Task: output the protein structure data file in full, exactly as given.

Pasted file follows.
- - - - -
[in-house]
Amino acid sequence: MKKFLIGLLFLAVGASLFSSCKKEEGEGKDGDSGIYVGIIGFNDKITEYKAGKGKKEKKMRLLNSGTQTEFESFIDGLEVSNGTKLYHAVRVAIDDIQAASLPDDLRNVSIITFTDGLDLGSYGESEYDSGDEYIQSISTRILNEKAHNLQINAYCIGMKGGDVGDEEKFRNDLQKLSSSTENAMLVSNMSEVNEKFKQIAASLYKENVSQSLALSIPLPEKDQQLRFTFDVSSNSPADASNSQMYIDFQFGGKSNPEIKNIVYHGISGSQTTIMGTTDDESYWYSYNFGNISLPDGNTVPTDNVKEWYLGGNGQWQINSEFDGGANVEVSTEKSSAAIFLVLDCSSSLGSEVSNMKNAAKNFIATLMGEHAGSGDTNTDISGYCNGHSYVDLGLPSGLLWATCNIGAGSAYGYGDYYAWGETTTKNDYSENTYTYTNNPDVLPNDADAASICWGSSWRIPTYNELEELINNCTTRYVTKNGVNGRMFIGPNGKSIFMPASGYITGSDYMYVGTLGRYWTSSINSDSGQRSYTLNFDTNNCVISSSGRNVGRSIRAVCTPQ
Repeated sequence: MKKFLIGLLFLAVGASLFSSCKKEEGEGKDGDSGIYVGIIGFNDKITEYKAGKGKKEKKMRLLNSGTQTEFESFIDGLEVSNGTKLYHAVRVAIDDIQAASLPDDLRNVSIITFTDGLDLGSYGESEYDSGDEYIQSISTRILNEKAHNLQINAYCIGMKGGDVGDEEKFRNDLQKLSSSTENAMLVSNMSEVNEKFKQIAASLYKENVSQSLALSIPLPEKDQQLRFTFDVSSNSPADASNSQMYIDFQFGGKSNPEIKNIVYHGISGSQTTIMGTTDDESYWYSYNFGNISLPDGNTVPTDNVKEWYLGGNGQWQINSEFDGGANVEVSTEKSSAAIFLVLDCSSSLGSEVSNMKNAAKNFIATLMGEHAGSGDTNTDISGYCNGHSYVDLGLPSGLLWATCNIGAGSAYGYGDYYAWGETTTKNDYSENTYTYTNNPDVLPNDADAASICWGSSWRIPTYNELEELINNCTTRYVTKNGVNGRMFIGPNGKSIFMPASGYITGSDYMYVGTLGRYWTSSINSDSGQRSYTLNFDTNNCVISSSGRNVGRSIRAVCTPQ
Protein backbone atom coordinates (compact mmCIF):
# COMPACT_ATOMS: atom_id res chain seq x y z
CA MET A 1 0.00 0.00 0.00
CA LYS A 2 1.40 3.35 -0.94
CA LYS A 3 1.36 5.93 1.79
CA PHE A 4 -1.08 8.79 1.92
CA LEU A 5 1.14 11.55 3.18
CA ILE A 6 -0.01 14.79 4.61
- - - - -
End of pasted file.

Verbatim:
[in-house]
Amino acid sequence: MKKFLIGLLFLAVGASLFSSCKKEEGEGKDGDSGIYVGIIGFNDKITEYKAGKGKKEKKMRLLNSGTQTEFESFIDGLEVSNGTKLYHAVRVAIDDIQAASLPDDLRNVSIITFTDGLDLGSYGESEYDSGDEYIQSISTRILNEKAHNLQINAYCIGMKGGDVGDEEKFRNDLQKLSSSTENAMLVSNMSEVNEKFKQIAASLYKENVSQSLALSIPLPEKDQQLRFTFDVSSNSPADASNSQMYIDFQFGGKSNPEIKNIVYHGISGSQTTIMGTTDDESYWYSYNFGNISLPDGNTVPTDNVKEWYLGGNGQWQINSEFDGGANVEVSTEKSSAAIFLVLDCSSSLGSEVSNMKNAAKNFIATLMGEHAGSGDTNTDISGYCNGHSYVDLGLPSGLLWATCNIGAGSAYGYGDYYAWGETTTKNDYSENTYTYTNNPDVLPNDADAASICWGSSWRIPTYNELEELINNCTTRYVTKNGVNGRMFIGPNGKSIFMPASGYITGSDYMYVGTLGRYWTSSINSDSGQRSYTLNFDTNNCVISSSGRNVGRSIRAVCTPQ
Repeated sequence: MKKFLIGLLFLAVGASLFSSCKKEEGEGKDGDSGIYVGIIGFNDKITEYKAGKGKKEKKMRLLNSGTQTEFESFIDGLEVSNGTKLYHAVRVAIDDIQAASLPDDLRNVSIITFTDGLDLGSYGESEYDSGDEYIQSISTRILNEKAHNLQINAYCIGMKGGDVGDEEKFRNDLQKLSSSTENAMLVSNMSEVNEKFKQIAASLYKENVSQSLALSIPLPEKDQQLRFTFDVSSNSPADASNSQMYIDFQFGGKSNPEIKNIVYHGISGSQTTIMGTTDDESYWYSYNFGNISLPDGNTVPTDNVKEWYLGGNGQWQINSEFDGGANVEVSTEKSSAAIFLVLDCSSSLGSEVSNMKNAAKNFIATLMGEHAGSGDTNTDISGYCNGHSYVDLGLPSGLLWATCNIGAGSAYGYGDYYAWGETTTKNDYSENTYTYTNNPDVLPNDADAASICWGSSWRIPTYNELEELINNCTTRYVTKNGVNGRMFIGPNGKSIFMPASGYITGSDYMYVGTLGRYWTSSINSDSGQRSYTLNFDTNNCVISSSGRNVGRSIRAVCTPQ
Protein backbone atom coordinates (compact mmCIF):
# COMPACT_ATOMS: atom_id res chain seq x y z
CA MET A 1 0.00 0.00 0.00
CA LYS A 2 1.40 3.35 -0.94
CA LYS A 3 1.36 5.93 1.79
CA PHE A 4 -1.08 8.79 1.92
CA LEU A 5 1.14 11.55 3.18
CA ILE A 6 -0.01 14.79 4.61